Jo-Wilfried Tsonga steamrolled 17-time grand slam champion Roger Federer in straight sets to keep alive hopes of becoming the first French winner at Roland Garros in 30 years.

Yannick Noah remains the last Frenchman to win the title in 1983 and Tsonga produced a performance fitting of his illustrious countryman as he swatted aside Federer 7-5 6-3 6-3 in less than two hours on Philippe Chatrier.

While victory represents the first time Tsonga has reached the semi-final at his home grand slam, Federer has suffered a straight sets defeat in a slam for just the third time since he was emphatically beaten by Rafael Nadal in 2008 while he has now won just one of the last 13 major title available.

Jo-Wilfried Tsonga
Tsonga dominated Federer to book a place in his first French Open semi-final.

"It's extraordinary to be here and to have won," said Tsonga.

"I never dreamt of this moment. Today was my moment against a champion who has won everything.

"I didn't think I would get this far without losing a set. But Ferrer has not lost a set as well, he's in great form."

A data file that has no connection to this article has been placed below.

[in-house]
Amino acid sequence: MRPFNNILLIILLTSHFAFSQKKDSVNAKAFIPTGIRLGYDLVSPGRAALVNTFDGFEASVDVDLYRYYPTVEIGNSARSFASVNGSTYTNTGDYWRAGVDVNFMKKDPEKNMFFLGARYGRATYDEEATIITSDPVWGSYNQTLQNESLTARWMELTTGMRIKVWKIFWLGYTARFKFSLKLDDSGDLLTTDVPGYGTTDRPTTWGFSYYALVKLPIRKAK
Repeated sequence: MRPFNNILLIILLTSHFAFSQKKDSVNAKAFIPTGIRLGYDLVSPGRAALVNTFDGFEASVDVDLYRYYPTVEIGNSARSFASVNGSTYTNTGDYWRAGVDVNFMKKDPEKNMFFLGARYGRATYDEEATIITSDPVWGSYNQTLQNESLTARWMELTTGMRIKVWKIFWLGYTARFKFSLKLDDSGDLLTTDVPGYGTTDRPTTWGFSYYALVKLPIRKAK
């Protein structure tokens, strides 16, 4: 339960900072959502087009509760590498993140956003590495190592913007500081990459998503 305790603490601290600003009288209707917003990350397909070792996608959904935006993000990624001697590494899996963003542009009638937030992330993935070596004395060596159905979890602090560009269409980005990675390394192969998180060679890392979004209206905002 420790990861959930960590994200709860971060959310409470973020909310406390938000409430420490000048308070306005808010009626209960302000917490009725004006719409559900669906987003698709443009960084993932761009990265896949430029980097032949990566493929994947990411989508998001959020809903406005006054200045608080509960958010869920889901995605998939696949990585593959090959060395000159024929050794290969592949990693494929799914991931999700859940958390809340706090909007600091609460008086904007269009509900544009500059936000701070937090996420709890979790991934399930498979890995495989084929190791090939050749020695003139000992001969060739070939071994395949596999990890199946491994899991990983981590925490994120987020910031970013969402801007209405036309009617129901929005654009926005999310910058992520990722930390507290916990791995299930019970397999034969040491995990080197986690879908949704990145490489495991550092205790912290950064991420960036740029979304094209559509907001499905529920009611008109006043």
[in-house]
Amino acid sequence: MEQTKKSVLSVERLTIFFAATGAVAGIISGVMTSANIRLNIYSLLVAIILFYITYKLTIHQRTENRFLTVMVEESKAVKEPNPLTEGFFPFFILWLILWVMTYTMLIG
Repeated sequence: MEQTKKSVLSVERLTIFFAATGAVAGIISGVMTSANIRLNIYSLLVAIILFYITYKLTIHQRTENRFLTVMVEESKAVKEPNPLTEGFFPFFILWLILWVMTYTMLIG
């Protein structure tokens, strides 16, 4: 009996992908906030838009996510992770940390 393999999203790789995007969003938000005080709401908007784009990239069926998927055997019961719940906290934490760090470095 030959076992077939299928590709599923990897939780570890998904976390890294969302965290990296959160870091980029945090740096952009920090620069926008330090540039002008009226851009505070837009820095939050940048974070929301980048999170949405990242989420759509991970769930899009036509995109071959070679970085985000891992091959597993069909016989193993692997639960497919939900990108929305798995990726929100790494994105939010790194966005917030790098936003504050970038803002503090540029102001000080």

Federer said: "I thought he played pretty great today. In all areas he was better than me and that's why he won. Give some credit to old Jo-Willy. He can take the ball early. His game is dangerous throughout"

Even in illustrious company, Tsonga was anything but shaken in the early stages, recovering from an early break down to level the first set, securing at least a tie-break with another dominant service game. Federer's attempts to serve to stay in the set were in vain however, the home favourite securing the second of two set points.

The atmosphere around centre court was in stark contrast to that which had accompanied Giles Simon over the weekend, with support for Tsonga outweighing that of the former world No.1.

And Tsonga remained on a crest of a wave early in the second set, earning a break as he surged into a 3-0 lead. Federer's opportunites were few and far between, Tsonga snuffing out chances on his own surf before reacting to the Swiss' aggressive tactics with hitting of the highest order.

In less than 90 minutes Tsonga had a two set lead, and after breaking Federer in the first game of the third, a semi-final place looked as good as secure.

Federer did break-back immediate however, before the seventh game saw more Tsonga excellence, as he slammed a break chance into the frame of his opponent, to secure a 4-3 lead.

Despite the pressure on his shoulders, the nature of Tsonga's performance suggested he wasn't about to flounder, breaking Federer once again in the final game to set up a meeting with David Ferrer, who dispatched fellow-countryman Tommy Robredo, both of whom are yet to drop a set on their way to the last four.